An article on treating Down's syndrome in the womb, discussing a study on mice and coverage in the press.
Treating Down’s syndrome in the womb “could help prevent some of the brain damage caused… before the child enters the world”, according to The Daily Telegraph.
The newspaper says a “breakthrough” study showed that injecting pregnant mice with brain-protecting proteins reduced developmental delays similar to those found in children with Down’s syndrome.
While this small study in mice with a Down’s-like condition found that the treatment improved some of the motor and sensory skills tested, there was no change in other skills. It is also still unclear whether these results would be maintained in the long term.
Before this technology could be adapted and used as a medical treatment for humans, it would need much further animal testing including stringent safety tests before human trials. It is far too early to say whether this treatment will go on to help babies with Down’s syndrome.
This study was conducted by Dr Laura Toso and colleagues from the National Institutes of Health and other research institutions in the US and Italy. It was published in the peer-reviewed medical journal, Obstetrics and Gynaecology.
The research was funded by the Division of Intramural Research Program, National Institutes of Health, Eunice Kennedy Shriver National Institute of Child and Human Development, and the National Institute on Alcohol Abuse and Alcoholism.
This was an animal study looking at whether treatment with brain-protecting proteins in the womb would have an effect on the development of mice in a model of Down’s syndrome.
In humans, Down’s syndrome is caused by carrying an extra partial or whole copy of a chromosome, known as chromosome 21. The researchers used a mouse model of Down’s syndrome, where mice carried an extra copy of about 55% of the genes found on human chromosome 21.
This mouse strain with extra genes is known as Ts65Dn, and these mice have similar developmental delays to those seen in people with Down’s syndrome. Currently there is no treatment available to prevent these delays in development.
The researchers were interested in two short pieces of protein (called peptides) that have been shown to improve survival of nerve cells in the laboratory and to protect against learning defects in a mouse model of fetal alcohol syndrome.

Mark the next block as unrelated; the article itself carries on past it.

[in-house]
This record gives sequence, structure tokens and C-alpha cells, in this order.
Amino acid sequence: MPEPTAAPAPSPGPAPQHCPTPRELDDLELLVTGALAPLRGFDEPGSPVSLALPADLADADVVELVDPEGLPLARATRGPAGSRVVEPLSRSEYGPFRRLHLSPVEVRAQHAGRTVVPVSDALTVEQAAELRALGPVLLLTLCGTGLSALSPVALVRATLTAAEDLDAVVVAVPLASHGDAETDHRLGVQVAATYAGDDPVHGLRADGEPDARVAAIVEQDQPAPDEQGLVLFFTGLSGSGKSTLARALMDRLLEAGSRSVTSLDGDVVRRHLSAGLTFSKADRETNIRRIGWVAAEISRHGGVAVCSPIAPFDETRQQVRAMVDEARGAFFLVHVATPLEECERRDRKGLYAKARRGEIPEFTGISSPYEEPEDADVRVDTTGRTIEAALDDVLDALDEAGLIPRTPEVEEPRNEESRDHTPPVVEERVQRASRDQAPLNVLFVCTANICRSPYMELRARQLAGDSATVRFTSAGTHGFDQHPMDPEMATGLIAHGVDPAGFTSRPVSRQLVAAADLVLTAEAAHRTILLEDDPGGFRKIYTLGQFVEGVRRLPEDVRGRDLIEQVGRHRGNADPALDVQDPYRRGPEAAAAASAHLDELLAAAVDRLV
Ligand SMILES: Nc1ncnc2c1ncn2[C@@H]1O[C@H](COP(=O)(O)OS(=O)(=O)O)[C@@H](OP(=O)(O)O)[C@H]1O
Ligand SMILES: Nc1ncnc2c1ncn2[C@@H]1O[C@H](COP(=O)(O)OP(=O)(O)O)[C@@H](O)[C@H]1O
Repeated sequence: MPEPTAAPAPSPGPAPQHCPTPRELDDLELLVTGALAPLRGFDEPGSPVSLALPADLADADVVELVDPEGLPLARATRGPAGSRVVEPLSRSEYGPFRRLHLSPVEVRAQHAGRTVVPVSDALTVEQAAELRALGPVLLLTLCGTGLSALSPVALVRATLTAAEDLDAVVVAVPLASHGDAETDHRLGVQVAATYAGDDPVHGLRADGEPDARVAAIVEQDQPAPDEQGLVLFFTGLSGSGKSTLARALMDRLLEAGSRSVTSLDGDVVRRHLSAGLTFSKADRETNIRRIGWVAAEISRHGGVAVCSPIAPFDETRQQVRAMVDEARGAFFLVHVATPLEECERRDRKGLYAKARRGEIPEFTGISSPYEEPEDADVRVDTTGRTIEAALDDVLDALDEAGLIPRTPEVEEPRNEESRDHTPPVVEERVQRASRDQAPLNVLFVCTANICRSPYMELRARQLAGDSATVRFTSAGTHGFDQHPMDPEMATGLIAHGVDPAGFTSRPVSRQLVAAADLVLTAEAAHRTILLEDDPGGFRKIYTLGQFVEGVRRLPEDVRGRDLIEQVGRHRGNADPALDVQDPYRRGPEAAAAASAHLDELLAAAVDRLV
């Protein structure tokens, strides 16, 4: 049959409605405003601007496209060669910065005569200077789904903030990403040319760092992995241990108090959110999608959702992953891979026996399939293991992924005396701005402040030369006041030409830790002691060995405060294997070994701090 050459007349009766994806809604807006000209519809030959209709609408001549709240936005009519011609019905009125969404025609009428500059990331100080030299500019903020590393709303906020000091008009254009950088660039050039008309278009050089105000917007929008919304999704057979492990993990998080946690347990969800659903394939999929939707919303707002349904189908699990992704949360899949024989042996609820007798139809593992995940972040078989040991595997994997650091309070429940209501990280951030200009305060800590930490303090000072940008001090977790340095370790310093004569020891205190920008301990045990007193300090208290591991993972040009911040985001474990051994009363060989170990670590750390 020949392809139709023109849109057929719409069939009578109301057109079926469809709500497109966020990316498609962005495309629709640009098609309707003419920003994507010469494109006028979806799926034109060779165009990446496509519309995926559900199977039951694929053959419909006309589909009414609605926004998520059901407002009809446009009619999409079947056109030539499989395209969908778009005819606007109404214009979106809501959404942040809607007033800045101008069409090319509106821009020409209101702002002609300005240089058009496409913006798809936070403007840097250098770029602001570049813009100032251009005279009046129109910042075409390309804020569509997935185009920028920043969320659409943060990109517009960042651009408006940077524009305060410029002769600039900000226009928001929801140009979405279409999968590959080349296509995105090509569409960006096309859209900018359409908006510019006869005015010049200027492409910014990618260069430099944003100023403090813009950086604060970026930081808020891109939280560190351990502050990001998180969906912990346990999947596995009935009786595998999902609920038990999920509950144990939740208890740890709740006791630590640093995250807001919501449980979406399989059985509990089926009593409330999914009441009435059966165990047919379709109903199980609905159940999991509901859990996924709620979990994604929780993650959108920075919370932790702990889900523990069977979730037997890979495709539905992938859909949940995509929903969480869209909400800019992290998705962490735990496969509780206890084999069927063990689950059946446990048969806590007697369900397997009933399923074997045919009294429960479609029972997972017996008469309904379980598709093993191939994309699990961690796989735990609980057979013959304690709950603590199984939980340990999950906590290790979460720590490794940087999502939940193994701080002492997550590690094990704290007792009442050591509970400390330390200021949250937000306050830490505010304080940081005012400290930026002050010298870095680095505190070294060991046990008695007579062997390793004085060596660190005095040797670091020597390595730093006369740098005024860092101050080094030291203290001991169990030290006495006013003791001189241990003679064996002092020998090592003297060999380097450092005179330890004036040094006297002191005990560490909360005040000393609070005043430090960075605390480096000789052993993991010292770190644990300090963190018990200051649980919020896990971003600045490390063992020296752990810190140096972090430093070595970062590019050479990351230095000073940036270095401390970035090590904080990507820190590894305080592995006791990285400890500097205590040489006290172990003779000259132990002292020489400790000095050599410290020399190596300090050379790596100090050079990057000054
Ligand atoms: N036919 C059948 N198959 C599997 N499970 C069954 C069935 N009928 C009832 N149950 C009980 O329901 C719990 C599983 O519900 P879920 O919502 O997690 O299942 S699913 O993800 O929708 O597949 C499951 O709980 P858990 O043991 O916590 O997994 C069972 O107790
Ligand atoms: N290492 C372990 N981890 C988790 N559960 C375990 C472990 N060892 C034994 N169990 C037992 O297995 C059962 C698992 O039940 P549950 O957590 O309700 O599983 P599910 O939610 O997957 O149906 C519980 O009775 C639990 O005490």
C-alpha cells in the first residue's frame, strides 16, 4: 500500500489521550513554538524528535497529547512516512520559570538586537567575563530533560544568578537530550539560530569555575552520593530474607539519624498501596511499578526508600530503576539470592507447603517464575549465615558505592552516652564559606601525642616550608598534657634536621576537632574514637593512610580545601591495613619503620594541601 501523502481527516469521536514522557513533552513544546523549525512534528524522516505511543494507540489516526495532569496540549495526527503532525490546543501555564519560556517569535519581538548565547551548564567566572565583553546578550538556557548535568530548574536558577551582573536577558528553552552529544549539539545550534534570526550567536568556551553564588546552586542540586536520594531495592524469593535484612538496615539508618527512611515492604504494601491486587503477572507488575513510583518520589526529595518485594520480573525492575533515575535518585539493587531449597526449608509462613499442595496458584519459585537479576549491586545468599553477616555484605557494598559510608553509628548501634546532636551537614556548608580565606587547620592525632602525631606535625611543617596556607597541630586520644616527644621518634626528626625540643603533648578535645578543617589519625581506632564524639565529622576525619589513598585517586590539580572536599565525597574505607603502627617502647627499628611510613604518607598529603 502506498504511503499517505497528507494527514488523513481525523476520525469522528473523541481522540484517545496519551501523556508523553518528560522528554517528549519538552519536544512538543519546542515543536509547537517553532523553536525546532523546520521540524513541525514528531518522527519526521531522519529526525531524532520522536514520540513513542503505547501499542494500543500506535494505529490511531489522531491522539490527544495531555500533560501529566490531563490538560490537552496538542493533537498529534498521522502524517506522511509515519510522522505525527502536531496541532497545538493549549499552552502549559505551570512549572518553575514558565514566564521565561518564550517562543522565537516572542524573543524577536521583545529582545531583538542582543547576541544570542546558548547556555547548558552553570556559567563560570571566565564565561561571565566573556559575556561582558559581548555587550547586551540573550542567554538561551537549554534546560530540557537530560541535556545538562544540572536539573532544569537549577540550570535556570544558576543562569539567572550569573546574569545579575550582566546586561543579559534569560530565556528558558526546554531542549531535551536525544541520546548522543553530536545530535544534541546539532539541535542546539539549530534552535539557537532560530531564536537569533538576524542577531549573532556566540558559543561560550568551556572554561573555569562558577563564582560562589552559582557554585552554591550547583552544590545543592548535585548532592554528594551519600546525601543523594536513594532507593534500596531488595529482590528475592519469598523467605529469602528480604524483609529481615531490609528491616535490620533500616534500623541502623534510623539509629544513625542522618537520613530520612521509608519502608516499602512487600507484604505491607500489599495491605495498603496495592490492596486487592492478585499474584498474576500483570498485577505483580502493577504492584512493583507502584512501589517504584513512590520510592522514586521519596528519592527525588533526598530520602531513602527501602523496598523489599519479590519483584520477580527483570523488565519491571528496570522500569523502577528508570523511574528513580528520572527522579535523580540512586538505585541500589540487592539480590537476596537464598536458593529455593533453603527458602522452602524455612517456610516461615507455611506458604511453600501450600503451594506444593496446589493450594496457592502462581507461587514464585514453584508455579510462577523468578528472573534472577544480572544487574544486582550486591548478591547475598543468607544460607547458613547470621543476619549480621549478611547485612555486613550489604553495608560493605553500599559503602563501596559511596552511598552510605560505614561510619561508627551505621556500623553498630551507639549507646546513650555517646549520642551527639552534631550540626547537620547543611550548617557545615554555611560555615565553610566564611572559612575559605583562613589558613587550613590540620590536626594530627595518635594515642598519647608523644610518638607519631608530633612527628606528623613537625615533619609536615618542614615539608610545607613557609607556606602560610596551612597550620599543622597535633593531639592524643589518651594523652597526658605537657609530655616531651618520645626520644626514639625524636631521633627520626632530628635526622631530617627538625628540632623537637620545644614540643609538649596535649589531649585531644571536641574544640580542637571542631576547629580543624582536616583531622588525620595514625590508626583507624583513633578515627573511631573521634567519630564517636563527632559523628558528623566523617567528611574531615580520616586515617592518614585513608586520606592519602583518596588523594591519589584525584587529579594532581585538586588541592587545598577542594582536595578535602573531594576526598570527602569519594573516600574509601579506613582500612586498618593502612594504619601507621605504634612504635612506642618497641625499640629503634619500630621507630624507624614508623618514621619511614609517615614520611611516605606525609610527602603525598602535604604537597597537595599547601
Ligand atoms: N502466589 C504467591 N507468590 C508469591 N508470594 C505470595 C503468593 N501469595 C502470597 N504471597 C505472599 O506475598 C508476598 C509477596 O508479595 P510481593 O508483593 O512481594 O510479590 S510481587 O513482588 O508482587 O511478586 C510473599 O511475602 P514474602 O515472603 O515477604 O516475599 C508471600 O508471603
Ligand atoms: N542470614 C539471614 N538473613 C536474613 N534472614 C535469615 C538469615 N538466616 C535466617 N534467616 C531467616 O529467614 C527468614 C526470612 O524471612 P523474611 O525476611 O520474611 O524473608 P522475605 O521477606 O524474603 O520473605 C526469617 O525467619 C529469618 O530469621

The researchers took 10 pregnant Ts65Dn mice and randomly assigned four mice to receive peptide injections, and six mice to receive control injections (salt water). Injections were administered into the space around the organs in the abdomen, but not directly into the womb.
Injections were given on days 8-12 of pregnancy (mouse pregnancies usually last between 18 to 21 days). The researchers also carried out the same experiment on normal (non-Ts65Dn) mice. The researchers were not told what treatments the mice were receiving or whether the mice were Ts65Dn mice or normal mice.
Once the offspring were born, the researchers weighed them and tested their development daily from five to 21 days of age. Developmental tests assessed their motor skills (muscle development, movement and coordination) and their sensory skills.
There were 10 different tests, five motor and five sensory (such as what day mice first opened their eyes, reflex tests, ability to climb a mesh screen and strength of grasp). Researchers used a scoring system to assess performance in each tests.
A total of 20 offspring from Ts65Dn mothers were tested; six from mothers treated with peptide, and 14 from control mothers. A total of 27 offspring from normal mothers were tested; nine from peptide treated mothers and 18 from control mothers. Once again, the researchers did not know which group the offspring belonged to during testing.
The researchers then compared the performance of the different groups of mice. They also looked at brain changes in the different groups of mice.
The researchers found that the Down’s syndrome-like Ts65Dn offspring of untreated mothers had significant delays in achieving four of the five motor skills tested, and four of the five sensory skills when compared to the offspring of normal mice.
However, Ts65Dn offspring from mothers treated with the peptide mixture showed no delay in achievement of three of these four delayed motor skills, and one of these four delayed sensory skills.
Offspring from normal mice who had been treated with the peptide mixture achieved four of the five motor skills and two of the five sensory skills earlier than offspring of untreated normal mice.
The researchers concluded that “prenatal treatment with (the peptide mixture) prevented developmental delay… in Down’s syndrome”.
This small study in a mouse model of Down’s syndrome has highlighted the possibility of improving development with treatments in the womb. It is worth noting that the treatment did not improve all of the skills tested, and that the mice were only followed up for a relatively short period of time.
It is unclear whether the improvements seen in mice would be seen in humans, and whether such improvements would significantly alter the impact of Down’s syndrome on the individual.
Much more research in animals will be needed before this treatment could be tried in humans. In particular, much more information on the safety and long-term effects of this treatment is needed.